Types of Radiant Heaters
There are several different types of radiant heaters. Some are small and compact, while others need to be built into the floors and infrastructure of your home.
|Electric Heaters||Generates heat by running electricity through metal coils. Commonly used in space heaters, but can be found in larger, industrial and agricultural heaters as well|
|Gas Heaters||Generates heat by burning propane or natural gas to warm heating coils. Requires ventilation to dispose of hazardous waste fumes created by burning|
|Floor Heaters||Generates heat by warming electric coils or tubing filled with water and air beneath concrete, plywood, or ceramic tiles in your floor. The heat is absorbed by the tiles and radiated up into the room. Air tubes are normally heated with solar energy while water tubes are heated by water pumped from the broiler|
|Radiant Paneling||Generates heat by heating electric coils or water tubing connected to aluminum panels on the floor or ceiling. The panels absorb the heat and radiate it out into the room|
Which Heats Faster?
The effectiveness of radiant and convection heaters depends on the area and persons you're trying to heat. Rooms with bad insulation, drafts, and high ceilings are ill-suited for convection heaters. Warm air rises as it expands, it accumulates along the top of high ceilings, away from the living space, increasing the amount of time and power required to heat the room. Cracks or other openings exposed to outside air either draw out warm air or allow cool air to seep in, upsetting convection currents and the heating process. Uninsulated walls absorb heat from air particles as they come in contact, which reverses the convection process by removing heat from the room.
Radiant heaters aren't affected by these conditions. The electromagnetic waves they produce provide immediate comfort and warmth to all persons in their field of view. It's the reason why infrared heaters like the NewAir G56 Electric Garage Heater are used in garages, warehouses, or jobsites. They can also be used outdoors in patios, restaurants, and construction sites. Radiant heat also takes longer to dissipate once it's been absorbed, so rooms stay warmer longer when radiant heat is used.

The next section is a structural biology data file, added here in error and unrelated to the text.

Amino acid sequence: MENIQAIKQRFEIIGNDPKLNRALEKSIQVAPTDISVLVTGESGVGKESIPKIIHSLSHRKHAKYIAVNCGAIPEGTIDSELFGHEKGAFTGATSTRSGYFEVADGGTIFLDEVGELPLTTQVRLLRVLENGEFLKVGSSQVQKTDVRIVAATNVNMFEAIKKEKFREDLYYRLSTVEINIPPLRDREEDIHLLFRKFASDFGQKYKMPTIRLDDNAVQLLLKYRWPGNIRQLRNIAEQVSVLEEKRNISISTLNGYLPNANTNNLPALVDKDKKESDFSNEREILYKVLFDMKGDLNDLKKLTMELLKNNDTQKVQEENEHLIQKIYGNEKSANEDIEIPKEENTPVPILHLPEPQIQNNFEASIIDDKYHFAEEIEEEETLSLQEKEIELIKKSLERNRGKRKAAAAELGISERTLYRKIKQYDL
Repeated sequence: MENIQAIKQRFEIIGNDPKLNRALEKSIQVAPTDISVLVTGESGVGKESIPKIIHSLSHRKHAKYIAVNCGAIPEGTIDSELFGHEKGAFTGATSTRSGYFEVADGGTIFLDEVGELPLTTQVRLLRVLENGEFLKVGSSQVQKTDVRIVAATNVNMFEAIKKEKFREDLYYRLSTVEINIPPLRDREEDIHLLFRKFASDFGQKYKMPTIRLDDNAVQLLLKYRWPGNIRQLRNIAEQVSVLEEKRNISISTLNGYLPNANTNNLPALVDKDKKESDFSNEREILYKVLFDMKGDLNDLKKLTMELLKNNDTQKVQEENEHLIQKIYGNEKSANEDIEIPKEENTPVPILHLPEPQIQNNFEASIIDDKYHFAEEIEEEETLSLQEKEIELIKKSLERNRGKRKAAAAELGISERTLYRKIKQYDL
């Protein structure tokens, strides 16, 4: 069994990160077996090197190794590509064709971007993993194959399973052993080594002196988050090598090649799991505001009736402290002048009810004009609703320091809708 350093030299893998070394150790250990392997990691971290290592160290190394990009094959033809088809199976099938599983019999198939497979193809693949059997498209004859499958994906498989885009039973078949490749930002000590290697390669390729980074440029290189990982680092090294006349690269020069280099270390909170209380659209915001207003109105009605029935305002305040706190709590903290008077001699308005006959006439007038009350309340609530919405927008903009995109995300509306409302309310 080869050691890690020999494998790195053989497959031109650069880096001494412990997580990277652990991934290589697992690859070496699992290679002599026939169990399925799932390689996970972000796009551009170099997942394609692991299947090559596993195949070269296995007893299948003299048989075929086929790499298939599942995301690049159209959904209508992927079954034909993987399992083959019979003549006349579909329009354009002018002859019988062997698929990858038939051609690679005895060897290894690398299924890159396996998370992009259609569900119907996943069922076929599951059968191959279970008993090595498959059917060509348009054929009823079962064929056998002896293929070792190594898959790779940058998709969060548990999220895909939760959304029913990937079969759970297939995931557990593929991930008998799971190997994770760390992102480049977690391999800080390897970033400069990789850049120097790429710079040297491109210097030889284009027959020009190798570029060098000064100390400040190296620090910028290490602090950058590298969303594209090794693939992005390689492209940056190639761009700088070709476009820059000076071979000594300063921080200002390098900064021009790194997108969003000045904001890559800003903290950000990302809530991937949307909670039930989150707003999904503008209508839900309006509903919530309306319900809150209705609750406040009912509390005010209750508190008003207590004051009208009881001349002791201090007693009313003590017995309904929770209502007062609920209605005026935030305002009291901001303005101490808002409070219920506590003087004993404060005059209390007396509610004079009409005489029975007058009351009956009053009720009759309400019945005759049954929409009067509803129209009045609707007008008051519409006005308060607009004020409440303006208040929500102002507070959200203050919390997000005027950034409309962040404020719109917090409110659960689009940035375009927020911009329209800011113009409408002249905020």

Where radiant heaters struggle are in spaces where you want to move about freely or spaces where it's necessary to warm several people spread out over large area. Because their heat is directional and dispersive, they're incapable of heating objects over a wide area or far away. Like a campfire, you have to remain physically close to them to feel their heat. They only way to compensate is to mount them on the ceiling or walls, to increase the effected area, or by increasing their power levels, which also raises fire risk. Convection heaters don't have these problems. Convection currents distribute heat evenly throughout the entire space, which is why they're often the best choice for homes, dorm rooms, bedrooms, and offices.
When used correctly, in the proper environment, convection heaters and radiant heaters provide homeowners with comprehensive heating solutions for every room in their house. They heat small spaces at a fraction of the cost of your central heating system, and can even be combined into the same unit like the NewAir AH-470 Flat Panel Space Heater, which uses multiple heating techniques to warm you faster than either could on their own.